South Carolina flood: Door-to-door searches, swamped roads

SEANNA ADCOX, Associated Press JEFFREY COLLINS, Associated Press

Another day of heavy rain drenched an already inundated South Carolina on Monday as rescue teams went door-to-door to check on people in swamped neighborhoods and authorities surveyed a statewide road system torn apart by historic flooding.

At least nine weather-related deaths in two states were blamed on the vast rainstorm, the latest coming when a sedan drove around a barricade and stalled in rushing waters. The driver drowned, but a woman who was riding in the car managed to climb on top of it and was rescued by a firefighter who waded into the water.

"She came out the window. How she got on top of the car and stayed there like she did with that water— there's a good Lord," Kershaw County Coroner David West said.

Heavy rain kept falling Monday around the Carolinas from the storm that began in the Southeast last week, part of an unprecedented system that dumped more than a foot of rain across South Carolina and drenched several other states.

Sunday was the wettest day in the history of South Carolina's capital city Columbia, according to the National Weather Service. The rainfall total at the Columbia Metropolitan Airport was 6.87 inches, the most rain that's ever fallen there in one day. One weather station near downtown recorded 17 inches in as many hours on Sunday.

"The flooding is unprecedented and historical," said Dr. Marshall Shepherd, a meteorologist and director of the atmospheric sciences program at the University of Georgia, in an email to The Associated Press.

He said the unique double punch of the upper level low — aided by a "river" of tropical moisture in the atmosphere from Hurricane Joaquin spinning far out in the Atlantic — gave the monster rainstorm its punch.

South Carolina Gov. Nikki Haley has said the deluge is the kind of storm seen only once in 1,000 years.

On Monday, she said 381 roads and 127 bridges were closed across the state, and 1,000 law enforcement officers and 1,000 transportation department personnel were working to make them safe. All roads and bridges will have to be checked for structural integrity, which could take weeks or longer.

The governor said most people are heeding her plea to stay off the roads.

"I think they get it. All you have to do is look out the window and see the flooding. It doesn't take long for you to get in your car and realize you've got to turn back around," Haley said in an interview on NBC's "Today" show.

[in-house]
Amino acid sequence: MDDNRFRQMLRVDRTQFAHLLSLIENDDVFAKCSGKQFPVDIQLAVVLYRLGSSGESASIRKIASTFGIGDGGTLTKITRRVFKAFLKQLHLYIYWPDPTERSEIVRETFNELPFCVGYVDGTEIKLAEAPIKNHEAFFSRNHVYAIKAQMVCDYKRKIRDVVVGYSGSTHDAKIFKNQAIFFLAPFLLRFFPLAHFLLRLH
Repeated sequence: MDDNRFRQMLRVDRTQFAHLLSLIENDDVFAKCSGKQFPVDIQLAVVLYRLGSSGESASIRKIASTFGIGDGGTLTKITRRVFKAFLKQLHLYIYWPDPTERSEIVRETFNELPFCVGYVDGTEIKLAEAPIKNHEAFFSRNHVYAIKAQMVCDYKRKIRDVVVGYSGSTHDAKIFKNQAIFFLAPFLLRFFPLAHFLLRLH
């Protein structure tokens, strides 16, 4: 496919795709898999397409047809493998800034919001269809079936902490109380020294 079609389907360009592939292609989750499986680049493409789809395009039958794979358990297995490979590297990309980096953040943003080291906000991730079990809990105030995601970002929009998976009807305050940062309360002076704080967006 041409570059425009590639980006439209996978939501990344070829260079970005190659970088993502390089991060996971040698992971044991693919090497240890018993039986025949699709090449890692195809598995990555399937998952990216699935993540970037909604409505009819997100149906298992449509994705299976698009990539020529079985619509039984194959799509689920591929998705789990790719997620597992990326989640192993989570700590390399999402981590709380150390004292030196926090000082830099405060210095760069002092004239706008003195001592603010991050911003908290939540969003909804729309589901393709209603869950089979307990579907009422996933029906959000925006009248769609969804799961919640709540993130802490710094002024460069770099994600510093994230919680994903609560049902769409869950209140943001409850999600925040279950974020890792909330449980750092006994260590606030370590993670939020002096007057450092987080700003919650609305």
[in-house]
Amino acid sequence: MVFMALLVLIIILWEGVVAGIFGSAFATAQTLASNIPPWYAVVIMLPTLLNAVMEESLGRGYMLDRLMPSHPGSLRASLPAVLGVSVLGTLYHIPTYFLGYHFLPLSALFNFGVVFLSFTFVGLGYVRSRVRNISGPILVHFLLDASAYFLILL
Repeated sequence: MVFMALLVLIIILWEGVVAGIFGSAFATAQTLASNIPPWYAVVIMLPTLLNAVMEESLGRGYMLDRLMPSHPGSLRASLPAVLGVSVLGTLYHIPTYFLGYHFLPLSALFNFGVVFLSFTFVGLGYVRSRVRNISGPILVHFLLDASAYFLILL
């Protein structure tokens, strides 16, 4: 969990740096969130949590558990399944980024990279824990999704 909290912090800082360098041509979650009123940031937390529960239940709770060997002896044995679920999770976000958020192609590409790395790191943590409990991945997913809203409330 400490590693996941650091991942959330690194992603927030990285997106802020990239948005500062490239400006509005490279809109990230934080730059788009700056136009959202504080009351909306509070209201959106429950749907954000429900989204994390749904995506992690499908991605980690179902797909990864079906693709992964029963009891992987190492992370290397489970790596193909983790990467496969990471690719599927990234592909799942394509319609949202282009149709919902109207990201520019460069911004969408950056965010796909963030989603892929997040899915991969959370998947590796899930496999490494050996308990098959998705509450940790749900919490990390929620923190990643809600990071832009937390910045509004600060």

Three people were killed Sunday, including a transportation worker who died overseeing work near downtown Columbia, a woman who was swept away in her SUV and the man who drove around the barricade Sunday night in the Lugoff community northeast of Columbia, said the coroner said.

McArthur Woods, 56, drowned after his car was inundated. His passenger was rescued when someone who heard her screams called 911 around 10 p.m. The woman was taken to the hospital with non-life-threatening injuries.

Authorities weren't able to recover Woods' body until Monday morning.

More than two dozen shelters were open, Haley said. Utility crews, meanwhile, were working to restore power to 30,000 customers, she said.

The deluge made for otherworldly scenes in Columbia as floodwaters nearly touched the stoplights Sunday at one downtown intersection. Rainwater cascaded like a waterfall over jagged asphalt where a road sheered apart, and many cars were submerged under flooded streets.

The flooding forced hundreds of weekend rescues and threatened the drinking water supply for Columbia, with officials warning some could be without potable water for days because of water main breaks. The capital city told all 375,000 of its water customers to boil water before drinking.

Elsewhere, nearly 75 miles of Interstate 95 — the main link from the Southeast U.S. to the Northeast — was closed.

Among those rescued were a woman and baby lifted to safety by helicopter, but efforts were far from over.

Columbia Police Chief William Holbrook issued a statement Monday saying search teams would check for any people still needing evacuation, and crews will mark the front doors of homes checked with a fluorescent orange X once searched.

Those in distress should call 911 and they will be taken out on military vehicles and bused to shelters, he said.

Many schools and colleges, including the University of South Carolina, canceled classes Monday and some businesses planned to stay shuttered. State climatologists have said the sun could peek out Tuesday.

One of the hardest hit areas in Columbia was near Gills Creek, where a weather station recorded more than 20 inches of rain — or nearly half the city's average yearly rainfall — from Friday through Sunday. Shaw Air Force Base, east of Columbia, has seen more than 19 inches of rain over the last few days.

Rescue crews used boats on Sunday to evacuate the family of Jeff Whalen, whose house backs up on Gills Creek.

"I got up around 6:15 and a neighbor called to tell us we should get out as soon as we can," Whalen said. "About that point it was about a foot below the door and when we left it was a foot in the house. It came quickly obviously."

The flooding also prompted acts of kindness in Columbia.

Rawlings LaMotte, 38, a residential real estate broker, said he and a friend got into a small motorboat and ended up ferrying several people to safety, including a man who had been out of town and found roads to his home blocked.

"Until you've experienced something like this, you have no idea how bad it really is," LaMotte said.

Tags:

Category: